After all the buzz and controversy surrounding Human Centipede 2 (Full Sequence)‘s “banned in Britain” status, director Tom Six and the British Board of Film Classification have finally reached an agreement that will allow the film to be screened in the UK after all. Six has made 32 cuts totaling two minutes and 37 seconds to his film, and the new version is apparently toned down enough that the BBFC has deemed it acceptable for viewers 18 and up. More details after the jump.

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‘The Human Centipede 2 (Full Sequence)’ Trailer

Man, I wish I hadn’t grabbed a snack right before I sat down to start working this story. Very poor planning on my part. The full-length theatrical trailer for Tom SixThe Human Centipede 2 (Full Sequence) has dropped, and, well, if you’ve so much as heard of The Human Centipede (First Sequence), you know what to expect. Watch the trailer after the jump.

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One of the most intentionally controversial movies of the year is Tom Six‘s The Human Centipede 2 [Full Sequence]. Almost no one has seen the film outside of the UK Film Board, which famously refused a rating for the movie, but it premieres tonight at Fantastic Fest in Austin, TX. In advance of the two screenings this evening, we’ve got the debut of the creepy and more than slightly disturbing one-sheet from IFC Midnight.

No matter what you think about the first film, or what you assume about the sequel, you might have to admit that this vaguely HR Giger-inspired design is a great way to sell the sequel. Check it out in full below. Given the subject matter, some might consider this not safe for work. Read More »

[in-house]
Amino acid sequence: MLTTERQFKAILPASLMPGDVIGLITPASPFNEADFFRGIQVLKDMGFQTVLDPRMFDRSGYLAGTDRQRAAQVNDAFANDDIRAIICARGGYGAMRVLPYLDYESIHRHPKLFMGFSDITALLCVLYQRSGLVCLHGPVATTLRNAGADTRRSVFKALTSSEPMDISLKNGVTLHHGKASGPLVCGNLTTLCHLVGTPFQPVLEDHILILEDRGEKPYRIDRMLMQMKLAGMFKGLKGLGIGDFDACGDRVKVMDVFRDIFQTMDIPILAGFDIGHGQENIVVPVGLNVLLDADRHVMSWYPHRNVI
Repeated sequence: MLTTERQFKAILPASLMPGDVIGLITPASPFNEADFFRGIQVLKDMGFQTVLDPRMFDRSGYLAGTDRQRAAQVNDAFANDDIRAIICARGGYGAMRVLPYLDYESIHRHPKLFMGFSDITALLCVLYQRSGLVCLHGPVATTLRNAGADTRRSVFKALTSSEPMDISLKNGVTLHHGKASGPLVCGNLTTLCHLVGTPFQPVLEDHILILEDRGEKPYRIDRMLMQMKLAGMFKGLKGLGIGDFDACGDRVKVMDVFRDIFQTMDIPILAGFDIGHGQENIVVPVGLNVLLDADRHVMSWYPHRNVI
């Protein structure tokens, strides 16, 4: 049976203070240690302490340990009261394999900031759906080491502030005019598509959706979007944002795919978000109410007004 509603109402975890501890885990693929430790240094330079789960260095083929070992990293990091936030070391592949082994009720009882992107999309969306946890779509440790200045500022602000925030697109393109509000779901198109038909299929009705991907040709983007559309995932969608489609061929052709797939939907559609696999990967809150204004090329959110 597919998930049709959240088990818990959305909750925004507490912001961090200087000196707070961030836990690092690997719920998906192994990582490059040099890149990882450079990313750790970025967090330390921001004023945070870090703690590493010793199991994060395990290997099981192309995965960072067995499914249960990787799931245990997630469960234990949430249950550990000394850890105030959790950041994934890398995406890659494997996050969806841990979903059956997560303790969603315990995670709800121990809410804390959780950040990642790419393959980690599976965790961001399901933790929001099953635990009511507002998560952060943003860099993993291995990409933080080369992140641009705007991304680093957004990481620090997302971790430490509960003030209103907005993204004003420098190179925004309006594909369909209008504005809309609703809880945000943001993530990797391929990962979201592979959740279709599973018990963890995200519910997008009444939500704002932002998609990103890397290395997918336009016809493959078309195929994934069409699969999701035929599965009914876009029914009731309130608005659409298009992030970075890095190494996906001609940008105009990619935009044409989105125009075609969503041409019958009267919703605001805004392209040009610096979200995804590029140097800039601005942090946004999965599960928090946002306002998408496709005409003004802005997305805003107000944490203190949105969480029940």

There’s almost too much that’s good about Fantastic Fest: experiencing the Alamo Drafthouse for a week straight; the small, friendly, film fan atmosphere; the parties. Oh yeah, then there’s the insane films. Every year Fantastic Fest is filled with a ton of wild genre flicks that either you’ve never heard of yet or already have a lot of buzz surrounding them. As the 2011 festival is set to kick off this week, /Film will be on the ground telling you about the sickest, most disturbing and exciting films playing in Austin, Texas. Before that though, since there’s so much that’s good about Fantastic Fest, we’ve got three lists to get you as excited:

  • The Top 15 Films I’m Curious About – The true gems of Fantastic Fest, these are the wild cards we’re excited for from description alone.
  • The Top 10 Most Anticipated Films – These are films with familiar names or built in buzz from previous festivals.
  • The Top 5 Films of Fantastic Fest 2011 Already – This is a list of five films playing at the Festival we already know to be winners.

Read all of this after the jump and keep checking /Film from September 22-29 for all your coverage of Fantastic Fest 2011. Read More »

Update: The first official still from the film, along with a new detail or two, has been added after the break.

Last week when we reported the October release date for The Human Centipede Part 2: Full Sequence, I bemoaned the lack of an IFC-cut trailer for the film. Now a teaser has shown up, but it is for the Australian release of the movie.